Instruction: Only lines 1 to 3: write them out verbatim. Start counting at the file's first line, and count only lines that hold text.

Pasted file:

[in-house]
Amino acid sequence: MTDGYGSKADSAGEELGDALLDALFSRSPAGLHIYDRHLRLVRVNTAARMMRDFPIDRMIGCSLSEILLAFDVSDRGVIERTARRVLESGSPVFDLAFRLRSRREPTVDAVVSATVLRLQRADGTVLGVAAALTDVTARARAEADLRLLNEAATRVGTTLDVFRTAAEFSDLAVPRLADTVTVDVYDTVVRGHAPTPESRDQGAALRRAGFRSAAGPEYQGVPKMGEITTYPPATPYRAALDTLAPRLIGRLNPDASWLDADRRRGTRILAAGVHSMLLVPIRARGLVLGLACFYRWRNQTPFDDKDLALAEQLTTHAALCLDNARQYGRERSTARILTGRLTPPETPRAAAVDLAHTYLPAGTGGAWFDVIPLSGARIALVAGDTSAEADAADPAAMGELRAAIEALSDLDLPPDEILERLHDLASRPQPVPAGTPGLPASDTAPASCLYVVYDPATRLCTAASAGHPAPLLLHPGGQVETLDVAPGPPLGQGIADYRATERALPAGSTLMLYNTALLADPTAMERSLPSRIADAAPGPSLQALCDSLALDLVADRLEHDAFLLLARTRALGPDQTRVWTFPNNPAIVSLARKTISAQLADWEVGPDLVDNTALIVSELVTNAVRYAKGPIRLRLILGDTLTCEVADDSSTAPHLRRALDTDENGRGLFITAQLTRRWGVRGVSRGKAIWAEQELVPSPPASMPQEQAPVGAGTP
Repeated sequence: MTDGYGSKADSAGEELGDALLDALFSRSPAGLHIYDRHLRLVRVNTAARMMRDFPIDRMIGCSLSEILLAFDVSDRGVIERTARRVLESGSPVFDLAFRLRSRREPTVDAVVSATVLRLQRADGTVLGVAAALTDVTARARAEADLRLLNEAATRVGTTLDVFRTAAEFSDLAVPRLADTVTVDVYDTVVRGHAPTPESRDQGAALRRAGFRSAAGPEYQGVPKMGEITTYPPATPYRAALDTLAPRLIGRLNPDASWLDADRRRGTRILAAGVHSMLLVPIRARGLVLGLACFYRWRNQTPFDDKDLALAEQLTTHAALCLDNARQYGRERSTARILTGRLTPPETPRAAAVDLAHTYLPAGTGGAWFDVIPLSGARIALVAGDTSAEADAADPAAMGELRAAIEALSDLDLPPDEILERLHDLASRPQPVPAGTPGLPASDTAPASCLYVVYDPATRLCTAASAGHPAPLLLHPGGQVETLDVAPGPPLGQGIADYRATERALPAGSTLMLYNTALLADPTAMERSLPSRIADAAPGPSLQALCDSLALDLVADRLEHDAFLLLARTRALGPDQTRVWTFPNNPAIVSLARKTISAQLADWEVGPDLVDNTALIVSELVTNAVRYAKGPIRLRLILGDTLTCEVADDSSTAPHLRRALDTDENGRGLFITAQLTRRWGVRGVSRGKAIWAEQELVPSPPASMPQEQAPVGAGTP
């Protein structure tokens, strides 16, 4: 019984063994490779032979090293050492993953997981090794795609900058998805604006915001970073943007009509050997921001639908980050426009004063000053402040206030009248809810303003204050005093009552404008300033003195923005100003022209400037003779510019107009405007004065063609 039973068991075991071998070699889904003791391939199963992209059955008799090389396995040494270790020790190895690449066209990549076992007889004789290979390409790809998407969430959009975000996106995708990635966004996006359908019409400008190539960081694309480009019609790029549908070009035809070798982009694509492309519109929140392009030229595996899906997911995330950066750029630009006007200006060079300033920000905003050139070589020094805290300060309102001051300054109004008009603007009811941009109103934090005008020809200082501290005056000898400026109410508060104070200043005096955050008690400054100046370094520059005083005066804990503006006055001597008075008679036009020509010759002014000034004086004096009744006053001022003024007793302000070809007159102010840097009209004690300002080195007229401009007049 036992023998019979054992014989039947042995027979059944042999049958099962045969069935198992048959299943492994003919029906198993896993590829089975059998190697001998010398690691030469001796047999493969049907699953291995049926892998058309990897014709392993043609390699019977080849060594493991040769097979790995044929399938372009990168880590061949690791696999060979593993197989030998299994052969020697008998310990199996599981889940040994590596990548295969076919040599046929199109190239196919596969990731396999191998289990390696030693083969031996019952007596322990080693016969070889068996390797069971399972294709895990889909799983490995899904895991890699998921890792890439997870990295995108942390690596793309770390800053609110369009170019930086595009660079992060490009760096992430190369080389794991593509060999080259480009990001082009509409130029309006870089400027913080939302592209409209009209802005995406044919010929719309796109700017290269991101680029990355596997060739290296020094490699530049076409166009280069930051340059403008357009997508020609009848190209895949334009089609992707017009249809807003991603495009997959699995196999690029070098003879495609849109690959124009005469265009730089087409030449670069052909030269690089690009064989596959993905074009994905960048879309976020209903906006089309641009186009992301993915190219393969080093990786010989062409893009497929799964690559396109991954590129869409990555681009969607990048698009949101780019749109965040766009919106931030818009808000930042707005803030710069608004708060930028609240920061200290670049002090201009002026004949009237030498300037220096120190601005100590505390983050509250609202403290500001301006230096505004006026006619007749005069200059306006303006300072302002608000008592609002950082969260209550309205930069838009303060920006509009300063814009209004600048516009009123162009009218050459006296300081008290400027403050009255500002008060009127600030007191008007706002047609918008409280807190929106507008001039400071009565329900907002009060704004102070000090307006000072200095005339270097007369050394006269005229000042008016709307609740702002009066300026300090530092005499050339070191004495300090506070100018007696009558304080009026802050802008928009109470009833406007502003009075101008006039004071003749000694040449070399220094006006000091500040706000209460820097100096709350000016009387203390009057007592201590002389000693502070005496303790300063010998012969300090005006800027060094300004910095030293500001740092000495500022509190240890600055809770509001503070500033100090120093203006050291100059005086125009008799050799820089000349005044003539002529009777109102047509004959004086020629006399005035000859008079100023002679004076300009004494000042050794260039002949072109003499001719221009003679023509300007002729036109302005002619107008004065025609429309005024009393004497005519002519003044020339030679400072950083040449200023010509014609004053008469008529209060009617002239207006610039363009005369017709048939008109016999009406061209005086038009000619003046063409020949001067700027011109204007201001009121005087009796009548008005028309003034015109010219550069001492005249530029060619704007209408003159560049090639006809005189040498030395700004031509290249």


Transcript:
[in-house]
Amino acid sequence: MTDGYGSKADSAGEELGDALLDALFSRSPAGLHIYDRHLRLVRVNTAARMMRDFPIDRMIGCSLSEILLAFDVSDRGVIERTARRVLESGSPVFDLAFRLRSRREPTVDAVVSATVLRLQRADGTVLGVAAALTDVTARARAEADLRLLNEAATRVGTTLDVFRTAAEFSDLAVPRLADTVTVDVYDTVVRGHAPTPESRDQGAALRRAGFRSAAGPEYQGVPKMGEITTYPPATPYRAALDTLAPRLIGRLNPDASWLDADRRRGTRILAAGVHSMLLVPIRARGLVLGLACFYRWRNQTPFDDKDLALAEQLTTHAALCLDNARQYGRERSTARILTGRLTPPETPRAAAVDLAHTYLPAGTGGAWFDVIPLSGARIALVAGDTSAEADAADPAAMGELRAAIEALSDLDLPPDEILERLHDLASRPQPVPAGTPGLPASDTAPASCLYVVYDPATRLCTAASAGHPAPLLLHPGGQVETLDVAPGPPLGQGIADYRATERALPAGSTLMLYNTALLADPTAMERSLPSRIADAAPGPSLQALCDSLALDLVADRLEHDAFLLLARTRALGPDQTRVWTFPNNPAIVSLARKTISAQLADWEVGPDLVDNTALIVSELVTNAVRYAKGPIRLRLILGDTLTCEVADDSSTAPHLRRALDTDENGRGLFITAQLTRRWGVRGVSRGKAIWAEQELVPSPPASMPQEQAPVGAGTP
Repeated sequence: MTDGYGSKADSAGEELGDALLDALFSRSPAGLHIYDRHLRLVRVNTAARMMRDFPIDRMIGCSLSEILLAFDVSDRGVIERTARRVLESGSPVFDLAFRLRSRREPTVDAVVSATVLRLQRADGTVLGVAAALTDVTARARAEADLRLLNEAATRVGTTLDVFRTAAEFSDLAVPRLADTVTVDVYDTVVRGHAPTPESRDQGAALRRAGFRSAAGPEYQGVPKMGEITTYPPATPYRAALDTLAPRLIGRLNPDASWLDADRRRGTRILAAGVHSMLLVPIRARGLVLGLACFYRWRNQTPFDDKDLALAEQLTTHAALCLDNARQYGRERSTARILTGRLTPPETPRAAAVDLAHTYLPAGTGGAWFDVIPLSGARIALVAGDTSAEADAADPAAMGELRAAIEALSDLDLPPDEILERLHDLASRPQPVPAGTPGLPASDTAPASCLYVVYDPATRLCTAASAGHPAPLLLHPGGQVETLDVAPGPPLGQGIADYRATERALPAGSTLMLYNTALLADPTAMERSLPSRIADAAPGPSLQALCDSLALDLVADRLEHDAFLLLARTRALGPDQTRVWTFPNNPAIVSLARKTISAQLADWEVGPDLVDNTALIVSELVTNAVRYAKGPIRLRLILGDTLTCEVADDSSTAPHLRRALDTDENGRGLFITAQLTRRWGVRGVSRGKAIWAEQELVPSPPASMPQEQAPVGAGTP